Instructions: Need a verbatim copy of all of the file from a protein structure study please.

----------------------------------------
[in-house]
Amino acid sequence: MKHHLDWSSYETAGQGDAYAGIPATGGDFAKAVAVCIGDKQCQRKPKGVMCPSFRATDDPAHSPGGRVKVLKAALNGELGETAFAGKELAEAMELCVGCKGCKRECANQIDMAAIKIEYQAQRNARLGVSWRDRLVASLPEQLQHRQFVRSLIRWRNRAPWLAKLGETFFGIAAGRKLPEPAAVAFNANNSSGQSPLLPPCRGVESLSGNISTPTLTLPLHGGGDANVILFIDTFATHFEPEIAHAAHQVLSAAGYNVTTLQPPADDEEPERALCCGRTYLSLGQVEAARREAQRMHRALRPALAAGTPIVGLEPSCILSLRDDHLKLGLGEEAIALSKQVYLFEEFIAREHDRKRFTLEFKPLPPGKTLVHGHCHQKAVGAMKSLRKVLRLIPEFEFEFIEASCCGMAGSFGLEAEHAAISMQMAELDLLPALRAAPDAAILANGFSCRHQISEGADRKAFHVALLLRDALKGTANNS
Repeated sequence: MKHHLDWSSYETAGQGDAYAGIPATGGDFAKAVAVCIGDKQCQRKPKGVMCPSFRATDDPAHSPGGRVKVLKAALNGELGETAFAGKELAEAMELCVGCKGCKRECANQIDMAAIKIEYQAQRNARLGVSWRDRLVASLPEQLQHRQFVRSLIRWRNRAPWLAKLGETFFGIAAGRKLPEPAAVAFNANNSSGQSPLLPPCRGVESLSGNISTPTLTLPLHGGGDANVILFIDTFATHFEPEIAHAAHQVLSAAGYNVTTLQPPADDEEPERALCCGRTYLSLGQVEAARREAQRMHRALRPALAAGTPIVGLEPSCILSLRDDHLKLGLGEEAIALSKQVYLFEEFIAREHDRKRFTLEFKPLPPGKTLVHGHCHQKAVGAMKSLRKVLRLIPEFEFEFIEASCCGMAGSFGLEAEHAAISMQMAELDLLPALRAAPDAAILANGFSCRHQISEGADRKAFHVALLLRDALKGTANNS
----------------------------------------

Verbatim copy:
[in-house]
Amino acid sequence: MKHHLDWSSYETAGQGDAYAGIPATGGDFAKAVAVCIGDKQCQRKPKGVMCPSFRATDDPAHSPGGRVKVLKAALNGELGETAFAGKELAEAMELCVGCKGCKRECANQIDMAAIKIEYQAQRNARLGVSWRDRLVASLPEQLQHRQFVRSLIRWRNRAPWLAKLGETFFGIAAGRKLPEPAAVAFNANNSSGQSPLLPPCRGVESLSGNISTPTLTLPLHGGGDANVILFIDTFATHFEPEIAHAAHQVLSAAGYNVTTLQPPADDEEPERALCCGRTYLSLGQVEAARREAQRMHRALRPALAAGTPIVGLEPSCILSLRDDHLKLGLGEEAIALSKQVYLFEEFIAREHDRKRFTLEFKPLPPGKTLVHGHCHQKAVGAMKSLRKVLRLIPEFEFEFIEASCCGMAGSFGLEAEHAAISMQMAELDLLPALRAAPDAAILANGFSCRHQISEGADRKAFHVALLLRDALKGTANNS
Repeated sequence: MKHHLDWSSYETAGQGDAYAGIPATGGDFAKAVAVCIGDKQCQRKPKGVMCPSFRATDDPAHSPGGRVKVLKAALNGELGETAFAGKELAEAMELCVGCKGCKRECANQIDMAAIKIEYQAQRNARLGVSWRDRLVASLPEQLQHRQFVRSLIRWRNRAPWLAKLGETFFGIAAGRKLPEPAAVAFNANNSSGQSPLLPPCRGVESLSGNISTPTLTLPLHGGGDANVILFIDTFATHFEPEIAHAAHQVLSAAGYNVTTLQPPADDEEPERALCCGRTYLSLGQVEAARREAQRMHRALRPALAAGTPIVGLEPSCILSLRDDHLKLGLGEEAIALSKQVYLFEEFIAREHDRKRFTLEFKPLPPGKTLVHGHCHQKAVGAMKSLRKVLRLIPEFEFEFIEASCCGMAGSFGLEAEHAAISMQMAELDLLPALRAAPDAAILANGFSCRHQISEGADRKAFHVALLLRDALKGTANNS